Lay Dominicans of Dallas & Fort Worth | Southern Province ~ St. Martin de Porres

Category: Reflections

Past Imperfect

Don’t Rely Solely on the Past to Define Your Self-Worth

     Before considering whether or not it is useful to reflect on past life events, we must understand the difference between introspection or self-absorption and the examination of conscience.

     Introspection, if not supported by professional therapy, will become an exercise in self-absorption in exploring the past. The object of such an exercise is the contemplation of one’s worth. Such an exercise is in itself is useless; because it doesn’t result in any personal improvement. The mental exercise of withdrawal or self-absorption leaves no room except for oneself. Whoever does this is left alone, withdraws from reality, and puts all hope of perfection and perhaps salvation on self-worth or esteem. The problem with this practice is that one ends up contemplating personal limitations, at the risk of falling into anguish and even guilt when seeing how far one is from reaching the self-imposed ideal of oneself.

     Special care should be taken not to confuse psychological introspection with the practice of ethical self-reflection or religious examination of conscience. These practices are aimed at improving the human person. Their purpose is not the contemplation of oneself, but the discernment and evaluation of the conformity of one’s actions with the ethical and moral standards and the norms of a given society or religion.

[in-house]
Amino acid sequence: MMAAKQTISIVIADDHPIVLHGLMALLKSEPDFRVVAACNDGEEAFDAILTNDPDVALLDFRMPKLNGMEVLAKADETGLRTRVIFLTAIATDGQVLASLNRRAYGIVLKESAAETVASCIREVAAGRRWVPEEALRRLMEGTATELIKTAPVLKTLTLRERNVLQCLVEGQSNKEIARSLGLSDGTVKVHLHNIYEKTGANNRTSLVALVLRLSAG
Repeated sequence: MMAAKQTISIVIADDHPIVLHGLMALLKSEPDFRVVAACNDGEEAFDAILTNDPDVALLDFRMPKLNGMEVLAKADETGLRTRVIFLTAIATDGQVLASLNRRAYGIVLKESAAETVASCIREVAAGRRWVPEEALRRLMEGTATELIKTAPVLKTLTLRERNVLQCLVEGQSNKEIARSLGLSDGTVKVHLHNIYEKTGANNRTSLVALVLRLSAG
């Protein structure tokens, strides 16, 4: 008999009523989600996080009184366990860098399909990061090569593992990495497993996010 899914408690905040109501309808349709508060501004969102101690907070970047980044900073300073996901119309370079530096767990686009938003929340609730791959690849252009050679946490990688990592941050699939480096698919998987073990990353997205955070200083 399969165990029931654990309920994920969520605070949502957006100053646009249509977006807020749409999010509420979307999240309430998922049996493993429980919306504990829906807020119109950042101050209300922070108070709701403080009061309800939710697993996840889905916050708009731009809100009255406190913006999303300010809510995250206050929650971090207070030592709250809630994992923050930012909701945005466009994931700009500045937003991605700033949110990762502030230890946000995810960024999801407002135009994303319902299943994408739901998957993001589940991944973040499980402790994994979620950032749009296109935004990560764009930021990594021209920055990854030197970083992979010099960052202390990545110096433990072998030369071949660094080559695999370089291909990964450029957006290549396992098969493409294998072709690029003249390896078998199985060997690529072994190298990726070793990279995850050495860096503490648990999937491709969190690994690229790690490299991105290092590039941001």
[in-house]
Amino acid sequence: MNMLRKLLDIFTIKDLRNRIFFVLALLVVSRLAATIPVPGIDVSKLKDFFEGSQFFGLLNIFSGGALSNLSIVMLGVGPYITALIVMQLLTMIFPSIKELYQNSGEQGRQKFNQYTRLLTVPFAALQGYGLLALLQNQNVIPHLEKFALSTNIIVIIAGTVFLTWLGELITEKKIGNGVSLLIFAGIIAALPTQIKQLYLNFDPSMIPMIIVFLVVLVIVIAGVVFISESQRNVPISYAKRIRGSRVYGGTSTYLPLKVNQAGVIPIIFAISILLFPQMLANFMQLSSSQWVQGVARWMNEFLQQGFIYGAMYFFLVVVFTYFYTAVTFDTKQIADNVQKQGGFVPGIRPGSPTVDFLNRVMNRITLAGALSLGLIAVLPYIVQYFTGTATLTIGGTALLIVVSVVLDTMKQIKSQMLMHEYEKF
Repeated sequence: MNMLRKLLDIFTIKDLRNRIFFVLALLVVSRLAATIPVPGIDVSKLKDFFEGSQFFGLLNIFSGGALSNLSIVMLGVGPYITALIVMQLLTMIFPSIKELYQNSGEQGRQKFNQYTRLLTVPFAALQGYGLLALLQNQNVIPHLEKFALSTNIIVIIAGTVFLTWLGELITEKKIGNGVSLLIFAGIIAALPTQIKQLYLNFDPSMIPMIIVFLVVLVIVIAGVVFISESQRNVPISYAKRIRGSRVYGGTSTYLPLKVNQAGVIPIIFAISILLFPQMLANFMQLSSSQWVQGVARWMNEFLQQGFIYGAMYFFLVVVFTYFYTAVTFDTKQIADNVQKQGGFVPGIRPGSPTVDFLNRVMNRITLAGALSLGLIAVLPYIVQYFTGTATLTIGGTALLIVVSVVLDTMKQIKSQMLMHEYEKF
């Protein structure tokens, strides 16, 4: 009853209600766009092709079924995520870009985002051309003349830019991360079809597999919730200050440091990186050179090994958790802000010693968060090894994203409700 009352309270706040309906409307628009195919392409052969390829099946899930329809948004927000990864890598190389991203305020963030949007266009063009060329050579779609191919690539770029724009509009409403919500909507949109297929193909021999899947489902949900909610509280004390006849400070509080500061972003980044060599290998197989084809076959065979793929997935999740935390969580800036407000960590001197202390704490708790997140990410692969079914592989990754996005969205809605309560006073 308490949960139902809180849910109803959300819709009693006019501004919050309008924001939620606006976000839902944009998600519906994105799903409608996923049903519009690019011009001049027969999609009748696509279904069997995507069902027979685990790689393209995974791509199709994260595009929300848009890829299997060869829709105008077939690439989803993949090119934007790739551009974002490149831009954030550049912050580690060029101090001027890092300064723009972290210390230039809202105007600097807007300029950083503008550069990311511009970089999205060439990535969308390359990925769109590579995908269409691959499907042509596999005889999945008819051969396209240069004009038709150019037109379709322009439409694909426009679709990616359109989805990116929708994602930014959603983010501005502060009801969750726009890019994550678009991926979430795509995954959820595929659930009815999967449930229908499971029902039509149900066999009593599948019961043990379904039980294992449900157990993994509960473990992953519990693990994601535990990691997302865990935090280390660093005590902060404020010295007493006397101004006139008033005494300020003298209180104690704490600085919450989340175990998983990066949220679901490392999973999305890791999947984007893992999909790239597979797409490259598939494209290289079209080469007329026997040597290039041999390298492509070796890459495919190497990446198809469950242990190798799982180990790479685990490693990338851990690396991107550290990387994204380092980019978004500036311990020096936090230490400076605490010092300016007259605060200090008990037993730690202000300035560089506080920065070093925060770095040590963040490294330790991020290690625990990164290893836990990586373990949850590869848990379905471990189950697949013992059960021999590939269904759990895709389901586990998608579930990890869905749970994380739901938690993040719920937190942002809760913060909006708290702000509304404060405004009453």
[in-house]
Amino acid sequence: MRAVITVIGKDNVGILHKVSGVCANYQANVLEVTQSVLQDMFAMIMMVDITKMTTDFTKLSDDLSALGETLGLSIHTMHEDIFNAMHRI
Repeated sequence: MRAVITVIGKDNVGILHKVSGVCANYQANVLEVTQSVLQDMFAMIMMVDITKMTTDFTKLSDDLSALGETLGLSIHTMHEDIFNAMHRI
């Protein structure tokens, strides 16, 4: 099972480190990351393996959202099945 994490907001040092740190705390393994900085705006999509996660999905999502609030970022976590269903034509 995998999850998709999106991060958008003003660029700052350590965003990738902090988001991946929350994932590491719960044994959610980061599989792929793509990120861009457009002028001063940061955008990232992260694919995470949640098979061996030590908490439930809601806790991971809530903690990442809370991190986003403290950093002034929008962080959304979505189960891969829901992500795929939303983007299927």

The way these practices work can be summed up in the proverb: the tree is known by its fruits. We constantly evaluate our conduct in the face of ethical-moral or religious standards. If we discover that our conduct does not conform to those standards, then another plan of action is developed with the aim of achieving the perfection of moral conduct. Ethical-moral and religious norms, not having their origin in our subjectivity, are capable of purifying our heart (conscience) by shedding light on our true intentions. They point to higher moral dignity, and therefore, have a therapeutic action, correcting the intentions of the heart that are at the origin of our actions, while urging us to leave our moral comfort zone.

     It is important to note that ethical-moral and religious norms, alien to our subjective imaginary, are not susceptible to psychological manipulation that impoverishes them by equating them with one’s own worth. On the contrary, those who are carried away by their psychological urges become the measure of their own conduct and are unable to attain virtue or character. Self-absorbed, they are at the mercy of mood swings making them prone to anguish, guilt, and self-pity, as these feelings come from self-criticism and not from ethical and religious values. Torturing ourselves by ruminating past failures and missed opportunities is nonsense. Moral and religious norms, on the contrary, plant us firmly in the present towards the future. It is in the projection towards the future that morality and religion become, for those who welcome them, in ideals of life greater than oneself.

    The self-absorbed person lives in the subjectivity of imagination and memory, a meeting place with the past. In contrast, the centered and level-headed person exists in the present. In fact, our mental health is determined to some extent by our attention and performance in the present. The matter of our bodies makes us experience change or becoming, our psychology testifies to this. However, we also experience that we are different from our becoming: we exist and we are! The experience of existing in the present tells us that we are different from our past, from our memories, and from our failures; thus healing our wounds. The present makes us understand that we are not our problem. Self-absorption on its part prevents us from recognizing our existence and our being as different from the situations and circumstances that hurt us.